Heart Health Researcher Falsified Red Wine Study

University of Connecticut researcher, Dr. Dipak Das, known for his work on the benefit of red wine to cardiovascular health apparently falsified his data.

An internal review conducted by UConn officials found 145 instances over seven years in which Dr. Dipak Das falsified and manipulated data.

Das, a tenured surgery professor and director of UConn Health Center’s Cardiovascular Research Center, has gained national attention in recent years for research into the beneficial properties of resveratrol, which is found in red wine. The cardiovascular benefits of resveratrol have also been established in other researchers’ work.

Eleven scientific research journals that have published Das’ work are being notified of the problems, which came to light after a three-year review sparked by an anonymous complaint in 2008 of potential irregularities in his research.

“We have a responsibility to correct the scientific record and inform peer researchers across the country,” Philip Austin, interim vice president for health affairs, said in a written statement about the notifications to the 11 scientific journals.

The university’s health center recently declined $890,000 in federal grants awarded to Das and has frozen all other external funding for his lab.

The U.S. Office of Research Integrity received an anonymous tip about potential irregularities in a paper authored by Das about resveratrol and notified UConn, who in turn set up a special review committee to investigate six years worth of his work.

Its report found “a pervasive attitude of disregard within the lab for commonly accepted scientific practices.”

It also stated that there were so many problems that the review board members “can only conclude that they were the result of intentional acts of data falsification and fabrication, designed to deceive.”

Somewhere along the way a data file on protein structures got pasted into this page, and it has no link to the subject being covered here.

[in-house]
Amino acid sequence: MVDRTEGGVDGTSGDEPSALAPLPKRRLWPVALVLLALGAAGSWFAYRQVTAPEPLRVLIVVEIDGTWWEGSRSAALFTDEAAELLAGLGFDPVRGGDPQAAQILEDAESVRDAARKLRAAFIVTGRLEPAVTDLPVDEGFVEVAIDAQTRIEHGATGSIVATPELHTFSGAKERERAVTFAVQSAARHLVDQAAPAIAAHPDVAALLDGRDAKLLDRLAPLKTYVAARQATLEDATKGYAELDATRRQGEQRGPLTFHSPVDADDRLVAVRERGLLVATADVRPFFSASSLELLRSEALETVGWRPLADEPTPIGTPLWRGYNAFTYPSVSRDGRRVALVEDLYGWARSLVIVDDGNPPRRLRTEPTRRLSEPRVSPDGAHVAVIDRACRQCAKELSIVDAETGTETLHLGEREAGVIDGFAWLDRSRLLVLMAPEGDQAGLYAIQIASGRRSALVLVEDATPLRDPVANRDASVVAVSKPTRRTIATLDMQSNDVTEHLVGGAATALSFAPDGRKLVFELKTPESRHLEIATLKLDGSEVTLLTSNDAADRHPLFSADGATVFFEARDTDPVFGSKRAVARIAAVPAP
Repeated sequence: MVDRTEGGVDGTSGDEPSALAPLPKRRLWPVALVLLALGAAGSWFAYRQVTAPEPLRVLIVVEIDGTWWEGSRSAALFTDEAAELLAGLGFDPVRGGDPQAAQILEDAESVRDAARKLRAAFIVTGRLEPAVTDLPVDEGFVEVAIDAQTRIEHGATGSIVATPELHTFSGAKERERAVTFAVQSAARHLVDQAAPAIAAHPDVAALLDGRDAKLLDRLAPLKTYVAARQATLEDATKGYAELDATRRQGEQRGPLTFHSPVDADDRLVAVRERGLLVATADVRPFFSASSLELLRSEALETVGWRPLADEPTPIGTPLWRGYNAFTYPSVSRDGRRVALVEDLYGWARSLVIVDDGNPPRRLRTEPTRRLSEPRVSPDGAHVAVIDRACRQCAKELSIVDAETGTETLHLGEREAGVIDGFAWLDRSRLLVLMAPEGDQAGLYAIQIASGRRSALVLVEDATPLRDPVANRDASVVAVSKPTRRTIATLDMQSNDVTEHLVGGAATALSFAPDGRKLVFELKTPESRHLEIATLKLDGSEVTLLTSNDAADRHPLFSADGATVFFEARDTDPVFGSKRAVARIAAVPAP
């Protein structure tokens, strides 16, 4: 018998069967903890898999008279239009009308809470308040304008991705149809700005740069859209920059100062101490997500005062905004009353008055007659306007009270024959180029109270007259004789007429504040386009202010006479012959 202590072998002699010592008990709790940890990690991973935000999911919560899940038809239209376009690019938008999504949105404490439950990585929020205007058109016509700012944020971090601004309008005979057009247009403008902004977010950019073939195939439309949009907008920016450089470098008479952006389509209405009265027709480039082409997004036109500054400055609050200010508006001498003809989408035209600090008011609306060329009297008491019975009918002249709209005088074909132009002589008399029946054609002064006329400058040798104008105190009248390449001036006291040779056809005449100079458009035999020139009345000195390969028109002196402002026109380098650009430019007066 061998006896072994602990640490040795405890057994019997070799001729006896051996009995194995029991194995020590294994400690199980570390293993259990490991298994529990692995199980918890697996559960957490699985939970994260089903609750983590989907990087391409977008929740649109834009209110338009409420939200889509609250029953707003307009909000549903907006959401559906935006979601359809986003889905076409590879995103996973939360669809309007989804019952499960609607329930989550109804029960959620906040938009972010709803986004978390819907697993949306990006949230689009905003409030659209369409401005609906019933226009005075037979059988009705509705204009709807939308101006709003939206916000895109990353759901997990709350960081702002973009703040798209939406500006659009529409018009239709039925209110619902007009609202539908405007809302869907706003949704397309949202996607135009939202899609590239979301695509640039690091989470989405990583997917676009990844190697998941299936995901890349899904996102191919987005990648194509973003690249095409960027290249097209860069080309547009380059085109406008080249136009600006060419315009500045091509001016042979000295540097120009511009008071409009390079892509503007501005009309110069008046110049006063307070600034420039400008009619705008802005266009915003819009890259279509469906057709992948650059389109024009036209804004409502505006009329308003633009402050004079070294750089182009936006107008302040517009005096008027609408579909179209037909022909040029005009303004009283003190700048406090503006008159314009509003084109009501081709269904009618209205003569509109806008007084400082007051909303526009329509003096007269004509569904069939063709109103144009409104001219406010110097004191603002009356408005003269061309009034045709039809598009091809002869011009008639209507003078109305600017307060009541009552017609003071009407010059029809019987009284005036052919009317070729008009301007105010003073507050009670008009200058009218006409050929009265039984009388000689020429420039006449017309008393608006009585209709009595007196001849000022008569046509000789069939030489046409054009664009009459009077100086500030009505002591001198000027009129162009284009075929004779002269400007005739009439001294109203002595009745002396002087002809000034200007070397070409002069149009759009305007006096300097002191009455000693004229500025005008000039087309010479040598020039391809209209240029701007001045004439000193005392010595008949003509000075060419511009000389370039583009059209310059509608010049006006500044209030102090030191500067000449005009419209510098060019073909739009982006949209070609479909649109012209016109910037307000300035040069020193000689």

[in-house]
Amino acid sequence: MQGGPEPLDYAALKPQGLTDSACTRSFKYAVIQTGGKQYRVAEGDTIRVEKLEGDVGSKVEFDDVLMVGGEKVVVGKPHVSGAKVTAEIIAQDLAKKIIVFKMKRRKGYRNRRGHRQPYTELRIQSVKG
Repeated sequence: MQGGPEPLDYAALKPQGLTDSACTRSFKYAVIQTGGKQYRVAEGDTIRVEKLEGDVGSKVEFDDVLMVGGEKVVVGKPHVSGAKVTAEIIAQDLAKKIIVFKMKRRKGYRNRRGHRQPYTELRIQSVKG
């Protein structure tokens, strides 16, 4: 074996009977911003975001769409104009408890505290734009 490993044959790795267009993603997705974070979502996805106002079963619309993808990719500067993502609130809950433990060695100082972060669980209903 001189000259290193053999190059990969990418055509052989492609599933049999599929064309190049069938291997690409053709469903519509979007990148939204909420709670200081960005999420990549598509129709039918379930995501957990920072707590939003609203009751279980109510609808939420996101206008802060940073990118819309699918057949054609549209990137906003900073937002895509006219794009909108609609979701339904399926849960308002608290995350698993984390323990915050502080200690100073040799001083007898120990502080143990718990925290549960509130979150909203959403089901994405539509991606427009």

Some examples included cases of digitally altered data; data from one experiment was used to justify findings in another; and controls from one experiment were used to denote another experiment’s controls, which are the unchanged factors against which experiments are compared.

Austin, the UConn health affairs vice president, said they are “deeply disappointed by the flagrant disregard” for UConn’s conduct codes, but grateful that the anonymous tipster notified authorities.

“The abuses in one lab do not reflect the overall performance of the Health Center’s biomedical research enterprise, which continues to pursue advances in treatments and cures with the utmost of integrity,” Austin said. “We demand full compliance with all research standards and policies by our faculty and staff.”

The disclosure comes less than a week after Connecticut authorities finalized an agreement with a Maine-based lab to build a genomic research facility at the UConn Health Center in Farmington as part of a broader plan to expand the medical and dental schools and boost research.

Das’ research pre-dates those plans by several years, and is not directly part of the genomic research program.


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